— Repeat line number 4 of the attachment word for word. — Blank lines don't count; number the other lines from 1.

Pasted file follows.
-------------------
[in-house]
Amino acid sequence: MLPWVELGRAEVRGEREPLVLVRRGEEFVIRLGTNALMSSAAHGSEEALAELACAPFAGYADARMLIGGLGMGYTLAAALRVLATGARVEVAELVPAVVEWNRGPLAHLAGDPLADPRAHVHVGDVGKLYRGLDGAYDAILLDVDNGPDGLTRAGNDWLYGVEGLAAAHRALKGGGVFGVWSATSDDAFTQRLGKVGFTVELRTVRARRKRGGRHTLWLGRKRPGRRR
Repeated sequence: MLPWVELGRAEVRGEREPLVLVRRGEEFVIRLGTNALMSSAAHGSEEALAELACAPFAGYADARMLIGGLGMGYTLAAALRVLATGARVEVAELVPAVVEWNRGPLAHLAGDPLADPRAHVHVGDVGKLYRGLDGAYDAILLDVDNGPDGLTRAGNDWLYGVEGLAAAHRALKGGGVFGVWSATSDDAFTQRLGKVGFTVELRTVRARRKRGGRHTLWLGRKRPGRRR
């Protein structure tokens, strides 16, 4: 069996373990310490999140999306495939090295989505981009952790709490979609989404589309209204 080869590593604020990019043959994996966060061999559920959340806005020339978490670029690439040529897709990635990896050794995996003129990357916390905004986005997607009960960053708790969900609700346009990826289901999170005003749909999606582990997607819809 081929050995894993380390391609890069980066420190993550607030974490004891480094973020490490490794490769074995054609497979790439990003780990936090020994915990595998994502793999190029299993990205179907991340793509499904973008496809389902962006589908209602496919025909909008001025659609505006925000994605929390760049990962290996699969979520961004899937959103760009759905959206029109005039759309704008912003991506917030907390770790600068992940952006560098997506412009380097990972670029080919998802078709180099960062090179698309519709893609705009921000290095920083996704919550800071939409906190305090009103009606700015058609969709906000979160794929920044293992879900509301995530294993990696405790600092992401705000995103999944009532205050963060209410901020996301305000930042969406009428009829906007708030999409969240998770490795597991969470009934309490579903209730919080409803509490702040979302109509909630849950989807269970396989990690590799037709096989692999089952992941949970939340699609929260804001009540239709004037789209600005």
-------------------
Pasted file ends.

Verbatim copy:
């Protein structure tokens, strides 16, 4: 069996373990310490999140999306495939090295989505981009952790709490979609989404589309209204 080869590593604020990019043959994996966060061999559920959340806005020339978490670029690439040529897709990635990896050794995996003129990357916390905004986005997607009960960053708790969900609700346009990826289901999170005003749909999606582990997607819809 081929050995894993380390391609890069980066420190993550607030974490004891480094973020490490490794490769074995054609497979790439990003780990936090020994915990595998994502793999190029299993990205179907991340793509499904973008496809389902962006589908209602496919025909909008001025659609505006925000994605929390760049990962290996699969979520961004899937959103760009759905959206029109005039759309704008912003991506917030907390770790600068992940952006560098997506412009380097990972670029080919998802078709180099960062090179698309519709893609705009921000290095920083996704919550800071939409906190305090009103009606700015058609969709906000979160794929920044293992879900509301995530294993990696405790600092992401705000995103999944009532205050963060209410901020996301305000930042969406009428009829906007708030999409969240998770490795597991969470009934309490579903209730919080409803509490702040979302109509909630849950989807269970396989990690590799037709096989692999089952992941949970939340699609929260804001009540239709004037789209600005």